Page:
Date: Wed, 21 Jan 1998 18:48:44 -0500

From: Gregory {Greg} Downing downingg[AT SYMBOL GOES HERE]IS2.NYU.EDU

Subject: Re: folk tale, "1, 2, 3"

Greg D. comment below.

At 06:32 PM 1/21/98 EST, you wrote:

Not on topic, (apologies all) but I thought that some of you here might

know this---

there's a folk tale, situated variously in areas where pogroms occurred.

In the tale, the provincial governor, or ruler, or even village chief,

tells the local jewish population that one of them will have to debate

him, or vie with him, and if the jewish representative loses,s/he'll be

killed and everyone else driven out. No one wants to be the debater,

and finally an illiterate, lowly sweeper or laborer or cowherd (e

is selected. The cowherd and the village chief meet in the village

square, and sit face to face, silently for a long time. At last, the

cowherd hold up one finger. The village chief looks startled, then holds

up two fingers. After a while, the cowherd holds up three fingers. The

village chief announces that the cowherd has won and everyone can stay.

Later, each gives a different interpretation of what the other meant.

Larry Horn, where you der, charley?

Anyone? Anyone know this?


beth simon

assistant professor, linguistics and english

indiana university purdue university


This is a bit of folklore that has been around for some time, and with the

advent of cut-and-paste-capable email, it travels even more than it used to.

The most recent time I saw this story was when one of my students emailed it

to me in Oct. 1997. I found it easily by searching for the letter sequence

"three fingers" in my fall-of-97 email box.

Here it is in full with the ending ( = puchline), in the version I was sent

in Oct. 1997 anyway:

|Religious Sign Language

|About a century or two ago, the Pope decided that all the Jews had to

|leave the Vatican. Naturally there was a big uproar from the Jewish

|community. So the Pope made a deal. He would have a religious debate

|with a member of the Jewish community; if the Jew won, the Jews could

|stay; if the Pope won, the Jews would leave.


|The Jews realised that they had no choice. So they picked a middle-aged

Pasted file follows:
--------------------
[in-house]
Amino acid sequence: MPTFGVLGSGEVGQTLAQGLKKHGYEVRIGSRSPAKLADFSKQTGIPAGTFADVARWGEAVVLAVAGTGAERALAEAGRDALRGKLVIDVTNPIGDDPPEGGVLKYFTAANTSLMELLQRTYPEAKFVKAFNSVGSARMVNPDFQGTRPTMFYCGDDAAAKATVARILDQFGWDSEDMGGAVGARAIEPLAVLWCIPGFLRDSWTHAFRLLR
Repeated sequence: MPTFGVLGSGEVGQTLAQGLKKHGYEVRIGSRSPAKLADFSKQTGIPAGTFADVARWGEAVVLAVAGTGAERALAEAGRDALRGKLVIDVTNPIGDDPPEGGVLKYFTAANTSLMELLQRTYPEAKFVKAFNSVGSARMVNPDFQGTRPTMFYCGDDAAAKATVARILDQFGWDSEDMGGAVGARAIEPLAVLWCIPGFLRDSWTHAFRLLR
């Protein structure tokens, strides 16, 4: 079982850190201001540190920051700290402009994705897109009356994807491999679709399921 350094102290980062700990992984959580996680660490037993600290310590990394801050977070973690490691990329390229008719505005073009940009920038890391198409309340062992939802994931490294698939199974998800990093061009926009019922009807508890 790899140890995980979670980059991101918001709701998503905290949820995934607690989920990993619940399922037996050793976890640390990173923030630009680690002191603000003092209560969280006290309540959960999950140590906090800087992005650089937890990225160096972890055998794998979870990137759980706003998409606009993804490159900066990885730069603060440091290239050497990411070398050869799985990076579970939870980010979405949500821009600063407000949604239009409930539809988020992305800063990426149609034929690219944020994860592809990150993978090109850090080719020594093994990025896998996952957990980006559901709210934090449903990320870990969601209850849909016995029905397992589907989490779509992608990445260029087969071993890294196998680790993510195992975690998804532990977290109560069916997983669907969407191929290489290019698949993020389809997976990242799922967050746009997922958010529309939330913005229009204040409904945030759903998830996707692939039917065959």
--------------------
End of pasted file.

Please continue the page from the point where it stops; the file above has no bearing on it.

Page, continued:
|man named Moishe to represent them. Moishe asked for one addition to the

|debate. To make it more interesting, neither side would be allowed to

|talk. The pope agreed.


|The day of the great debate came. Moishe and the Pope sat opposite each

|other for a full minute before the Pope raised his hand and showed three

|fingers. Moishe looked back at him and raised one finger. The Pope waved

|his fingers in a circle around his head. Moishe pointed to the ground

|where he sat. The Pope pulled out a wafer and a glass of wine. Moishe

|pulled out an apple. The Pope stood up and said, "I give up. This man is

|too good. The Jews can stay."


|An hour later, the cardinals were all around the Pope asking him what

|happened. The Pope said: "First I held up three fingers to represent the

|Trinity. He responded by holding up one finger to remind me that there

|was still one God common to both our religions. Then I waved my finger

|around me to show him that God was all around us. He responded by

|pointing to the ground and showing that god was also right here with us.

|I pulled out the wine and the wafer to show that god absolves us from

|our sins. He pulled out an apple to remind me of original sin. He had an

|answer for everything! What could I do?"


|Meanwhile, the Jewish community had crowded around Moishe. "What

|happened?" they asked. "Well," said Moishe, "First he said to me that

|the Jews had three days to get out of here. I told him that not one of

|us was leaving. Then he told me that this whole city would be cleared of

|Jews. I let him know that we were staying right here." "And then?" asked

|a woman. "I don't know," said Moishe. "He took out his lunch and I took

|out mine."

Greg Downing/NYU, at greg.downing[AT SYMBOL GOES HERE] or downingg[AT SYMBOL GOES HERE]